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BARL relies on community for success

Daily Leader file photos / BARL’s trainer Roger Lambright plays with a three-legged dog the shelter rehomed in 2015.

Daily Leader file photos / BARL’s trainer Roger Lambright plays with a three-legged dog the shelter rehomed in 2015.

It’s a new year, and Brookhaven Animal Rescue League has one simple resolution for 2017: continue to support the pet population in Lincoln County.

Rusty Adcock, BARL secretary, said the one program they are looking forward to renewing this year is a regular work day each month to help attract volunteers. On the third Saturday of each month, BARL will be encouraging volunteers to come by and help complete some chores that they have difficulty dealing with during the normal work week.

“That way people will know in the back of their mind if they have some free time they can come by,” he said. “Just bring some work gloves, work boots and some energy, and we’ll find something to do.”

Other than that, it’ll be business as usual for BARL — business that wouldn’t be possible without the generous support of the community.

“Our volunteers are our most valuable assets,” Lu Becker, BARL president, said. “All our animals depend on volunteers.”

With no full-time help and limited part-time employees, the bulk of the work is done by a dedicated group of people.

“It’s not just cleaning up poop,” she said. “We have people who collect money from the donation canisters around town. It’s not a big job, but it’s a tremendous help. Any little thing someone does is just as crucial as the big jobs.”

Phi Theta Kappa at Copiah-Lincoln Community College hosted a Pet Therapy Day in 2016. Reid Butler was among those who participated.

Phi Theta Kappa at Copiah-Lincoln Community College hosted a Pet Therapy Day in 2016. Reid Butler was among those who participated.

Labor is not the only way BARL is supported by the community. Financially, their largest support comes from residents and businesses.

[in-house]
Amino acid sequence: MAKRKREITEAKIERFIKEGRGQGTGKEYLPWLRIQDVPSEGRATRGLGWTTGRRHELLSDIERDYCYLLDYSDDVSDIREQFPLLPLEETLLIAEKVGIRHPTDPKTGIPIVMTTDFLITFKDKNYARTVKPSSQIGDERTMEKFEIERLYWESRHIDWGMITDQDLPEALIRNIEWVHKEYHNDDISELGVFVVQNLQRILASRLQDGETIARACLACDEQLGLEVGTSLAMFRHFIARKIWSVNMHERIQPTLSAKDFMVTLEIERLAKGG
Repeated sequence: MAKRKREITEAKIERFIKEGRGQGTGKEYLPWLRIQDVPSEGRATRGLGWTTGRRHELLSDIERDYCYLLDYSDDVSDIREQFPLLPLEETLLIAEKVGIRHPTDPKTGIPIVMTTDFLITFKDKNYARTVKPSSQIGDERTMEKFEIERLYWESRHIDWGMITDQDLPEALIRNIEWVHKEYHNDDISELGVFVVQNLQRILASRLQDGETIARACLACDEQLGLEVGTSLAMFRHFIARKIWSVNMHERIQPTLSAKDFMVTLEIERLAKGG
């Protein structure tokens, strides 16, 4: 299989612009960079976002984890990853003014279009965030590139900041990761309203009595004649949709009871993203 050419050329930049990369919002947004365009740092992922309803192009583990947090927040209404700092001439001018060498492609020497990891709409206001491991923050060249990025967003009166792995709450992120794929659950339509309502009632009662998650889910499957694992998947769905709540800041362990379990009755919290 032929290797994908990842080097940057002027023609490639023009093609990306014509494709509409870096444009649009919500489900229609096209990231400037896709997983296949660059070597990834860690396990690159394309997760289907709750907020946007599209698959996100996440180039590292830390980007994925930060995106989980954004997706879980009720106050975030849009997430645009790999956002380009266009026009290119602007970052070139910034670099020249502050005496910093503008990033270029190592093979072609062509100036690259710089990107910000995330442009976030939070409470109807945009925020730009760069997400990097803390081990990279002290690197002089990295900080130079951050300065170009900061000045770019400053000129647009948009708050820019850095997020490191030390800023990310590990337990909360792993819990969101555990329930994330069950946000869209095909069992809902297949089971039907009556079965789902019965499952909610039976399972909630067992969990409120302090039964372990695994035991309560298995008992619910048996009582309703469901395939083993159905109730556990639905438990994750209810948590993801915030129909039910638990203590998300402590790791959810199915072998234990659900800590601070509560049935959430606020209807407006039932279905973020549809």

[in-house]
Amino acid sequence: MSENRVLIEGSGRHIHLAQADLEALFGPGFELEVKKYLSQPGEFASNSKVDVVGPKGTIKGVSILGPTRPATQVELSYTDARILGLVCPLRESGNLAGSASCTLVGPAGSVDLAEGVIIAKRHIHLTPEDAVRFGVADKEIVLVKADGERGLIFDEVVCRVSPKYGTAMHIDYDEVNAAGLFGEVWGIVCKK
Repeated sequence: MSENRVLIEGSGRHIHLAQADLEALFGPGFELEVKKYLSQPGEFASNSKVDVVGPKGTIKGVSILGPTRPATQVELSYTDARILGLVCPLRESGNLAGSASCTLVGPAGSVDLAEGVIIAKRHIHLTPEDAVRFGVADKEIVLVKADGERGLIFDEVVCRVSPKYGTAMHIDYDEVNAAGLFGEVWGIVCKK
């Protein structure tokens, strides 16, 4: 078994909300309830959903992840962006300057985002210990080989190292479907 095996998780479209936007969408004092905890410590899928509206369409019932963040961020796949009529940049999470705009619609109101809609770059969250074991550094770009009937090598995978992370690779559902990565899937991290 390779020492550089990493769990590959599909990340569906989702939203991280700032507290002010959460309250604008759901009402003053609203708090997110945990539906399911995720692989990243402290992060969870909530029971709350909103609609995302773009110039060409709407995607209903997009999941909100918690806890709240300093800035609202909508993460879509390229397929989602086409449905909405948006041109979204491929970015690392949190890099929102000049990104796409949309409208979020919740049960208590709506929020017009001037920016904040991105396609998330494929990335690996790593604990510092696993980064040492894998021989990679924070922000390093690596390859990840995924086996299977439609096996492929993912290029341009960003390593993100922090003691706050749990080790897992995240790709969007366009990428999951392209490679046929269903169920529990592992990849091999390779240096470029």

“Most of our income is the small donations countless people give on a monthly basis,” he said.

First on the calendar for the year will be the Cat’s Meow Rummage Sale.

“It was very successful last year, thanks in large part to Deana (Pendley),” Adcock said.

Details are still being worked out, but the sale will take place in the early spring.

Although the shelter does work to receive numerous grants, generally they allow BARL to do extra, such as more spays and neuters or adding playground equipment.When talking about money, Adcock points out that 90 percent of their income goes to programming, with just 10 percent going toward administration.

“We’re proud of that,” he said. “We want to make sure the community knows we are good stewards of their money.”

Aside from caring for animals, BARL is working to improve community awareness in caring for pets. One way is by offering community spay/neuter vouchers for low-income individuals or senior citizens for their pets. They always put away some funds for the program, but they also usually get extra money to use for it, too.

BARL members are also working to make sure everyone knows the importance spaying and neutering their pets.

Hundreds of pets in the South are sent to northern shelters where they are adopted.

One way to tackle the problem is to start educating people while they’re young.

The Belk family gets into character at the 2015 BARL Celebrity Dinner. Dressed as characters from “Inside Out” are (front) Eva Lou Belk; (back, from left) Betsy, Nic, Violet and James Belk.

The Belk family gets into character at the 2015 BARL Celebrity Dinner. Dressed as characters from “Inside Out” are (front) Eva Lou Belk; (back, from left) Betsy, Nic, Violet and James Belk.

“If we can get it in the child’s head, it will start making a difference,” Adcock said. “That’s the key to the overpopulation of homeless pets.”

They also help raise awareness in other aspects of pet health. During this time of year, they make sure pet owners know it’s time to take safety measures when the temperatures drop.

“We’re not used to having really cold weather,” he said. “We are prepping the shelter. We need to let the community know that the family dog outside may not be as comfortable. We’re supported by the community, so we want to give back.”